Bourbon Street - the most famous street in New Orleans, and for all the wrong reasons. This sign shows its origins (most streets have similar signs), but somehow Bourbon Street lost its way.


The locals hate the fact that Bourbon Street and New Orelans are synonymous, but tourists have to go there at least once. It is over-the-top in excess, bad behaviour and poor judgement. We've been warned to stay away, to be discreet with our money, and to not engage in the hustler's banter. Fair enough - our walk home last night gave us our Bourbon Street fix - no need to return.

The strip clubs make me sad - very young girls wearing almost nothing posing by doorways, visual promises of "topless, bottomless" inside and watched over by large, ponytailed doormen. You can't come to New Orleans if you are easily shocked or offended - everything goes here. But the young girls and boys get me every time - still young enough to tug at the heartstrings, but already lost and at the mercy of someone else's agenda - this for me is the dark side of New Orleans. The Huge Ass Beers, the frozen daiquiris, the yelling in the streets- they do seem to be part of the NOLA experience for many tourists - and for them, hopefully nothing worse than the inevitable hangovers.


Do they still call them "pasties?" Do they still use them?


Old-fashioned neon - this city is a treasure trove of old signs, both neon and painted.


On to more decorous, or at least more typically New Orleans signs. From this point on, I hope to show you images of the New Orleans we love. Like the graffiti and street art I found in Mexico, New Orelans is filled with fabulous graphic signs. This hat shop is a landmark in New Orleans


Who can resist Dr. Seuss? This shop is filled with Seuss-inspired paintings and sculptures.


The restaurant, Court of Two Sisters, a NOLA institution


Royal House - great spot for a mid-afternoon beer break


Cigar Bar - sweet aromas wafting out - if only we smoked!


Swamp Dog - Google it for a great story


Apparently being haunted is a selling point in New Orleans


Bargain drag show (although Ru Paul is in town at a different venue)


New Orleans-speak - "dat" is a real word


Cafe du Monde is another New Orleans institution.



Chicory coffee and beignets - hot dough dredged in 1/2 pound of icing sugar and dipped in milky coffee - mmmmm. The restaurant is cavernous and tended to by a squadron of ladies who careen around tables with heavy trays, and manage to clear, wipe tables, serve and collect money at an astonishing rate. The average turn-over on each table is a half-hour, so the line-up moves quickly. Great people-watching.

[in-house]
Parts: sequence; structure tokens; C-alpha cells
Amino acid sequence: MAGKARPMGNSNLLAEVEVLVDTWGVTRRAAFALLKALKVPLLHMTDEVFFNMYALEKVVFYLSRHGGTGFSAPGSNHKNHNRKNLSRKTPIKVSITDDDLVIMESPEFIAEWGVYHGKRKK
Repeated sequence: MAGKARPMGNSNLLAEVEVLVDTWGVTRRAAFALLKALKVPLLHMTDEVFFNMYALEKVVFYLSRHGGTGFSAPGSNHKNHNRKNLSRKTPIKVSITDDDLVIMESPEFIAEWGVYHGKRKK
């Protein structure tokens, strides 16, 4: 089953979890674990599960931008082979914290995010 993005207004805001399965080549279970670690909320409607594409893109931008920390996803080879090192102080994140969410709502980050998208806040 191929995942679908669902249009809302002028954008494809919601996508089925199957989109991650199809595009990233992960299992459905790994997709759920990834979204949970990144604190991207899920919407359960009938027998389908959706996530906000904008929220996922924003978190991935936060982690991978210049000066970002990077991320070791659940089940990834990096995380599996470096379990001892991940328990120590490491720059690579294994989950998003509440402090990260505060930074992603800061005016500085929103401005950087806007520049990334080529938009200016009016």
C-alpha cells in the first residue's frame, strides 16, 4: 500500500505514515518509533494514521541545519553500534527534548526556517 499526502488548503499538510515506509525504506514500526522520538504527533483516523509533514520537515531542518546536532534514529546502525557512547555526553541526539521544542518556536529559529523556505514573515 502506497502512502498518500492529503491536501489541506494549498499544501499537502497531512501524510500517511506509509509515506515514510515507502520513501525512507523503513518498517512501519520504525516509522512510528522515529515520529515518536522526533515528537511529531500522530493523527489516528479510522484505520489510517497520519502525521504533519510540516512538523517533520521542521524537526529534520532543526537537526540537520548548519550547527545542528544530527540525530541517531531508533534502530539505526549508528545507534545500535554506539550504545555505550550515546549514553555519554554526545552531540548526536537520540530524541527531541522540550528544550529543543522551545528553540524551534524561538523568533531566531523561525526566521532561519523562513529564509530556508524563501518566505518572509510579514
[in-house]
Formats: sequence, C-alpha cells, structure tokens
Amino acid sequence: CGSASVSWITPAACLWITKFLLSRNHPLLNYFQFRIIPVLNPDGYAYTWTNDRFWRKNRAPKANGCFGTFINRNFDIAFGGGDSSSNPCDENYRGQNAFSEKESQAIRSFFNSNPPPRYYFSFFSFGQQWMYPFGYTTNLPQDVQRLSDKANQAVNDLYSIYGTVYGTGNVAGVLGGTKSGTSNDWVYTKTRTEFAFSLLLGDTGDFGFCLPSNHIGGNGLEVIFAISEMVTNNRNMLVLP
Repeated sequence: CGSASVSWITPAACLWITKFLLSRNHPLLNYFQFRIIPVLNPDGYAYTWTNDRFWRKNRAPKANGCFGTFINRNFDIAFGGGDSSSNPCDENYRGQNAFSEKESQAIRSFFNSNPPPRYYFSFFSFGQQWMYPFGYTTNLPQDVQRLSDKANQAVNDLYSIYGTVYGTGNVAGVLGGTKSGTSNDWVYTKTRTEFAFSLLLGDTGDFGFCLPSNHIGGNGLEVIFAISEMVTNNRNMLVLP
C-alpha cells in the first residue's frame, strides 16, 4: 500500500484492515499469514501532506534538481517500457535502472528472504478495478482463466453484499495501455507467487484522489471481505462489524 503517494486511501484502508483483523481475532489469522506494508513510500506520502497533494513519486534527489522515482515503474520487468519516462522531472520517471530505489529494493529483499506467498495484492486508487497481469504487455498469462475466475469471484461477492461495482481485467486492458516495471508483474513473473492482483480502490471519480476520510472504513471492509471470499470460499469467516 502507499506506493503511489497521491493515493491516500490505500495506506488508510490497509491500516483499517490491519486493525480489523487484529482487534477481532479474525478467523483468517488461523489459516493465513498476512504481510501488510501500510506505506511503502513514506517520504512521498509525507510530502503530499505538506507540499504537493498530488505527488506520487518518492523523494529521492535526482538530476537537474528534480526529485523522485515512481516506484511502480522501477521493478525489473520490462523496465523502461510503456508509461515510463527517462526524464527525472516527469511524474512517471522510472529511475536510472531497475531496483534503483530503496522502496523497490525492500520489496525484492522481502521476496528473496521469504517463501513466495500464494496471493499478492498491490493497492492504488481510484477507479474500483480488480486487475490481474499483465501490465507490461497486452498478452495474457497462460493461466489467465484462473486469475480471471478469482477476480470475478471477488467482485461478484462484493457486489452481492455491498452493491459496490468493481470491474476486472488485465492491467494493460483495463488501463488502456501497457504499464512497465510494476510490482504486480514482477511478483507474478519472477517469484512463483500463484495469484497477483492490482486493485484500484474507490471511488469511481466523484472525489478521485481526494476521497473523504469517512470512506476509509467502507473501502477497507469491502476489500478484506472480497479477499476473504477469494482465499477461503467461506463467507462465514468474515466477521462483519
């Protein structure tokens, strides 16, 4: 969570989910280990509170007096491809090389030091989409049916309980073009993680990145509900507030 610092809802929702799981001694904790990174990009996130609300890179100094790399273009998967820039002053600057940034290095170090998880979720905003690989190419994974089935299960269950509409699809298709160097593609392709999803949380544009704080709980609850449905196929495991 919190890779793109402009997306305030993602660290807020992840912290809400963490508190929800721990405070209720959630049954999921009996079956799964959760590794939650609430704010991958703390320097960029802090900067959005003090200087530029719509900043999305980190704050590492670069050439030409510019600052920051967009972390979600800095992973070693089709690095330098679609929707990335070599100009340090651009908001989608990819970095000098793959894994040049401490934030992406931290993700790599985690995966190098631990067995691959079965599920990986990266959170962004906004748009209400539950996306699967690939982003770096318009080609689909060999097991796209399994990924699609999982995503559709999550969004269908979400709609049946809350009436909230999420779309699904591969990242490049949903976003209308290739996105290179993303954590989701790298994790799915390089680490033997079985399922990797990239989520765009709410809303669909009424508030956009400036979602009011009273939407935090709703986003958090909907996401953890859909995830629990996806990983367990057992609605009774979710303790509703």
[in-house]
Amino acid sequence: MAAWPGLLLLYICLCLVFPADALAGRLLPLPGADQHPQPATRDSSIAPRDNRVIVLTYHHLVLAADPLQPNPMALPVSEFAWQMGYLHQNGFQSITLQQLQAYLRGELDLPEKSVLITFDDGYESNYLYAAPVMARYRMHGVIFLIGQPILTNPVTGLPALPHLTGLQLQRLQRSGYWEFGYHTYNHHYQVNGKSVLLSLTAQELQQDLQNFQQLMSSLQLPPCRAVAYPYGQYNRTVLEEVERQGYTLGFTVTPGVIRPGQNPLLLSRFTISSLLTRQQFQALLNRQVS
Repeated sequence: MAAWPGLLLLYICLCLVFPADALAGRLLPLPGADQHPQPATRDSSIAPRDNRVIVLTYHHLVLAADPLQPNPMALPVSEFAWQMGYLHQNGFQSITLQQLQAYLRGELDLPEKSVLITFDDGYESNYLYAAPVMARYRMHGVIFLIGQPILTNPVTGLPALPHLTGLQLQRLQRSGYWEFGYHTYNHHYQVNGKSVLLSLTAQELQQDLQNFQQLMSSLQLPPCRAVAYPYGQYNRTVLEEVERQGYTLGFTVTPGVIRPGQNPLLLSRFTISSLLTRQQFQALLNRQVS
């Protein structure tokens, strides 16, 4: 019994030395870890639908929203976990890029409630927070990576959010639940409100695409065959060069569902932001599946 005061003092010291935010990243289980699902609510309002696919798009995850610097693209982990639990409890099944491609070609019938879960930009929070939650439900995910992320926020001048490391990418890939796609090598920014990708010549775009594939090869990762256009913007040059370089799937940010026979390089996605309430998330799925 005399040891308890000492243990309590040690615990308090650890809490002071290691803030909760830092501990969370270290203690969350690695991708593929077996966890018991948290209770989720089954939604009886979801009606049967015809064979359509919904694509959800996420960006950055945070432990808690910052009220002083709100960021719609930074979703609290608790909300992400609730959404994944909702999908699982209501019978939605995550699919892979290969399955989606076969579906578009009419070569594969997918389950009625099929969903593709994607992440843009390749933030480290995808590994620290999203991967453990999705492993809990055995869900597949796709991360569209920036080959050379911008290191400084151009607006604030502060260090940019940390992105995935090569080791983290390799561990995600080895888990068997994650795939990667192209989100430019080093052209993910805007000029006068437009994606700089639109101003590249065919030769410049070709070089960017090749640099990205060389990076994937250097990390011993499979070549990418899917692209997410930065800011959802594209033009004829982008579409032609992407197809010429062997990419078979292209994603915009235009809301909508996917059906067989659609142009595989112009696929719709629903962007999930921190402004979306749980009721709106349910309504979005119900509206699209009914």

We left Cafe du Monde and crossed the street to see this sign on the back of a bike-taxi.
The World's Most Interesting Man has joined us for the Festival.


Psychics and tarot card readers do a big business in New Orleans. There were tables set up all over the French Quarter; possibly they have taken business from this establishment, as this lady had time to check her phone and survey the street.


The stores here could make you swoon. Everything from high art to low camp. These folks know how to merchandise - this is a typical window.


Every Wednesday is Music in the Park at Lafayette Square - last night the headliner was Kermit Ruffin. Music is free, and you buy tickets for beer, wine and the food outlets - all so good. We ate jambalaya, burritos, drank Abita Amber and had a perfect seat on the steps of the statue of Henry Clay. We chatted with folks from Alberta, New York City, Jamaica and Chicago, and had a grand time.


So much more - the magnificent architecture, the distinctive homes, the awesome live oaks, the food, the people, the music - all to come. Today we are off to see the Rebirth Brass Band, Allen Toussaint, and Irvin Mayfield - all on the waterfront stage. Thursday is a warm-up to the festival. Tomorrow we meet up with Dave and Laureen in the morning, and the fun begins.

I'll leave you with this image. It is perpetuating Louisiana stereotypes, but they're kidding, aren't they?


Posted by millerburr 08:02 Archived in USA

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Excellent. yep see you tomorrow Dave x

by dave robinson

Ok I am now officially a Swamp Dog fan!

by Jean

Your pictures and descriptions of New Orleans are bringing back such fond memories ... I can almost taste the beignets and smell the coffee! It sounds like you're having a marvellous time and the party hasn't even begun! Wish we were there!

by Heather